‘Quantum Leap’ review: Raymond Lee stars in a modest upgrade as the 1990s series dives back into NBC.



CNN

The process of trying to both advance and repeat the original story at first becomes a leap that seems out of reach for “Quantum Leap,” a remake of one of the most provocative concepts from the NBC network’s golden years. Set after “The Voice,” the series seems destined to catch a glimpse of viewers, but despite the mystery of the series, that won’t stop some from jumping in as quickly.

Based on the original show, the concept shows a team of scientists and military personnel working on the project led by Dr. Sam Beckett (originally played by Scott Bakula) in the previous series, before disappearing in the mid-1990s.

Here, physicist Ben Song (Raymond Lee) jumps into an accelerator with a special effects upgrade, bringing a getaway driver back into the lives of others in this first episode of 1985.

As in the previous series, the show has great fun setting up the historic moment, with songs from the likes of David Bowie and Duran Duran setting the mood. (This also happens to be the year before the Fox network debuts, so happier times for NBC in terms of its place in a less competitive TV landscape).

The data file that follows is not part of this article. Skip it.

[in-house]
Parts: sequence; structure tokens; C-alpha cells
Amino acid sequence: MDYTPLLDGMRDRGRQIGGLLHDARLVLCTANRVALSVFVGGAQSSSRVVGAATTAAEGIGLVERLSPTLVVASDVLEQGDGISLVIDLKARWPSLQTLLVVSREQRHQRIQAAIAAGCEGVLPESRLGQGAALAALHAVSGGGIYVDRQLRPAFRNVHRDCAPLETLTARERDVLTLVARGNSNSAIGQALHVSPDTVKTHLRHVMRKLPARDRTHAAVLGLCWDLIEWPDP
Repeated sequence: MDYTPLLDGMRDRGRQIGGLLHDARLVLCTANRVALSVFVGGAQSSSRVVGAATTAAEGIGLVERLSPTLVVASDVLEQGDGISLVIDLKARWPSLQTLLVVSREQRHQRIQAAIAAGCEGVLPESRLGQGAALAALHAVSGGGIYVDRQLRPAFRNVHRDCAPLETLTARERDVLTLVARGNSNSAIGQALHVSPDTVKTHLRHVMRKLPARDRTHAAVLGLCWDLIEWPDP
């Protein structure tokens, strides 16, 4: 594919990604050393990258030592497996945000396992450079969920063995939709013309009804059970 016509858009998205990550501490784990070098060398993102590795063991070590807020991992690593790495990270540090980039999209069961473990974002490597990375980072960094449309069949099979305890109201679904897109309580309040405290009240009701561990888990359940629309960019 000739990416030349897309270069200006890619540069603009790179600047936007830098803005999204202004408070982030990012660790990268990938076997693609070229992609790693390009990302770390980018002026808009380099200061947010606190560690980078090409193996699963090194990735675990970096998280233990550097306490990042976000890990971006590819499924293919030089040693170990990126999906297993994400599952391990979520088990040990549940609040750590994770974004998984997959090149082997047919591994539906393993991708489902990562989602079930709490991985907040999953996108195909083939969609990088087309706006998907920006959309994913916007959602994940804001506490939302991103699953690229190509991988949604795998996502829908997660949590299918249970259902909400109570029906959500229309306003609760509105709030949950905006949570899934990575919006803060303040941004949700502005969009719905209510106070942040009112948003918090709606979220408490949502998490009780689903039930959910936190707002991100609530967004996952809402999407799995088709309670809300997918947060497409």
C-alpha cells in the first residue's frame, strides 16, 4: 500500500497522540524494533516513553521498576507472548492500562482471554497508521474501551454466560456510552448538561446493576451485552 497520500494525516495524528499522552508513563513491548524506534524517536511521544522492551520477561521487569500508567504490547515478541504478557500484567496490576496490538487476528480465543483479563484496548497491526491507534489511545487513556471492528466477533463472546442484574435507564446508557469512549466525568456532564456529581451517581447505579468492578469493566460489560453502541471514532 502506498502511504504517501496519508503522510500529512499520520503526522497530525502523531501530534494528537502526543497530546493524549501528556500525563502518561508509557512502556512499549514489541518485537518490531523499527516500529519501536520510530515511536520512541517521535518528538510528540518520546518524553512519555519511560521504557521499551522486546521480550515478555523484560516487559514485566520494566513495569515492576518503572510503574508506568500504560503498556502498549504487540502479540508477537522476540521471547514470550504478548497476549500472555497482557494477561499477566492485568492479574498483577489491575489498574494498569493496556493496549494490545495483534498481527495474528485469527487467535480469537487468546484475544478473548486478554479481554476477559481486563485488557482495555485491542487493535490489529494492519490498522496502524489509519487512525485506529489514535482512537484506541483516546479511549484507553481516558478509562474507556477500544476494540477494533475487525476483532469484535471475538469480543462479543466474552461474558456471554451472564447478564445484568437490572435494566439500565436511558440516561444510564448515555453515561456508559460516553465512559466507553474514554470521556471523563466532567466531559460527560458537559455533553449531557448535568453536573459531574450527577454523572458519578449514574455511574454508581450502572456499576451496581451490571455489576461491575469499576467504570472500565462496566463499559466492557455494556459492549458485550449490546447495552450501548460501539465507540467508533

Here, however, Ben’s leap proves a mystery to his colleagues, including his fiancee Addison (Caitlin Bassett), who appears as a hologram to help him in this narrative, even as the team back home is working to decipher why he took the risk. notification and how to bring.

Recently appearing in “Top Gun: Maverick,” Lee plays a solid lead, and the oscillating between past and present adds a bit of dimension to the frame, still with the procedural component before Ben jumps into helping another person every week. a new setting. At home, a career military man (Ernie Hudson) leads the group, and Addison struggles with Ben’s lost memories and what to tell him about their relationship.

However, “Quantum Leap” distinguished itself at the time by using an ambitious format to explore social issues and history. Even then, the show was never a big hit, though it ran for five seasons before ending unceremoniously.

While the premise stood out at the time — it represented the unorthodox swing that late NBC executive Brandon Tartikoff liked — the formula of using the past as a window into the present feels less distinctive now, and balancing that with the series component. feels a little tense when first flushed.

Recycling popular titles has become a tried-and-true method of slicing through the programming clutter, and by that measure “Quantum Leap” starts with a certain advantage. But the clock is already ticking, and in today’s television environment, time may not be on his side.

“Quantum Leap” premieres September 19 at 10pm ET on NBC.